The trees and timber workforce is also an ageing workforce with more than half of the employees in the industry aged over 40 and only 11% of the industry are under 25. This is partly due to the nature of the industry with legislation relating to equipment used within the industry, and age restrictions that apply. The Trees and Timber Apprenticeship framework is now available at Level 2 and 3 to offer apprentices a progression route into and within the industry.

Current qualifications/provision and evidence of continued demand/marketing activity

During the review of this Apprenticeship, Lantra involved the English members of it's trees and timber industry group, which included employers and organisations such as: English Forests Industries Partnership, Forestry Commission, Arboricultural Association, Forestry Contract Association and many other small businesses.

This Apprenticeship framework has been revised to take into account the revisions to the Treework National Occupational Standards, which were revised to reflect the changing needs of the industry. Through the revision, industry have made sure the Apprenticeship offers learners the opportunity to develop basic treework skills and a progression route into the industry by continuing to offer the level 2 and 3 Apprenticeship.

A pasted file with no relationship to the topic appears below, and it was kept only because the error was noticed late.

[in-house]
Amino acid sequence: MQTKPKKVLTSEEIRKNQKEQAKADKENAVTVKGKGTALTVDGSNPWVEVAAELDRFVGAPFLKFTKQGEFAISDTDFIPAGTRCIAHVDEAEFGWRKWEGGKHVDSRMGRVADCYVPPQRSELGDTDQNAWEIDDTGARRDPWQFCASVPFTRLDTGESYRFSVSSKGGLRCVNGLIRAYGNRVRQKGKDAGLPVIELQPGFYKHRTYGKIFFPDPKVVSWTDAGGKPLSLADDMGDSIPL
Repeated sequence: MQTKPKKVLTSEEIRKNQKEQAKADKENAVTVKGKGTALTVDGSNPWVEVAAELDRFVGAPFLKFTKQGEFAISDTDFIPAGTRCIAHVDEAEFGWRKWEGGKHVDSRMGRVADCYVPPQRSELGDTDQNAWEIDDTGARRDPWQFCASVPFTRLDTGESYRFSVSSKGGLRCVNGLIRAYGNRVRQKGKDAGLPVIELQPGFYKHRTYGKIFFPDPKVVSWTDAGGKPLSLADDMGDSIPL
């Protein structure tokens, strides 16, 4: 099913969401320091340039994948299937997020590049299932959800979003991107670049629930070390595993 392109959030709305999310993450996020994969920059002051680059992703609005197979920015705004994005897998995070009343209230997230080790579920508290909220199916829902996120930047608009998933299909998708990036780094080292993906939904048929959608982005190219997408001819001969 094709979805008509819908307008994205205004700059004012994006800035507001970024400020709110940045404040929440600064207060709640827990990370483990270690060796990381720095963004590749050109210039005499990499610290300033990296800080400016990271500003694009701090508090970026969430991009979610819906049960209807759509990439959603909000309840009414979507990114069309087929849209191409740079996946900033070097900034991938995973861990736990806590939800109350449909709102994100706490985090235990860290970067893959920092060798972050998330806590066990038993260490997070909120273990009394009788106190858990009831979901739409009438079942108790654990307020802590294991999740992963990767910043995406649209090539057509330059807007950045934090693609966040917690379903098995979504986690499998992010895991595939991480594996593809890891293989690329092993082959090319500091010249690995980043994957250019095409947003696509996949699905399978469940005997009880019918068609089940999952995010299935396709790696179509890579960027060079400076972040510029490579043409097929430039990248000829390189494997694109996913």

The Level 2 and Level 3 Diplomas in Work-based Trees and Timber include three mainstreams of work within the industry, Arboriculture, General Woodland and Forestry Treework and Coppicing and Greenwood Trades. At level 2, the industry has fed back that within the Arboriculture route, there is a need for chainsaw units to become mandatory, as it is essential for the industry that these skills are gained when entering the industry. However, within the General Woodland and Forestry Treework pathway, the industry has requested that flexibility within the structure is not lost, hence there continues to be a small number of mandatory units but a wider choice of optional units and within the Coppicing and Greenwood Trades pathway there are specific units that this part of the industry requires.

At level 3, all pathways have minimal mandatory units which offer the flexibility to the learner to complete a qualification that is suitable for them.

A steady progression of Level 2 take up has been noted over the last three years, which has seen a 150% increase in completions, which consequently encouraged the development of the Level 3 framework.
The trees and timber framework at both Levels 2 and 3 reflect the general job roles within the main work streams. Due to the trees and timber industry being so diverse job roles used within this framework can only be used as a guide as employers will use different job titles for individual’s carrying out the same role. Typical jobs available include:

  • Level 2 may include: forest worker, forest ranger, general worker, or base level arborist (groundworker)
  • Level 3 may include: assistant head forester, contractor (harvesting and/or establishment), social forester, woodland manager, team leader/supervisor.

Further information on the trees and timber industry can be found at: www.lantra.co.uk.

 

Download framework

Trees and Timber (England)
(PDF document 2.48 MB)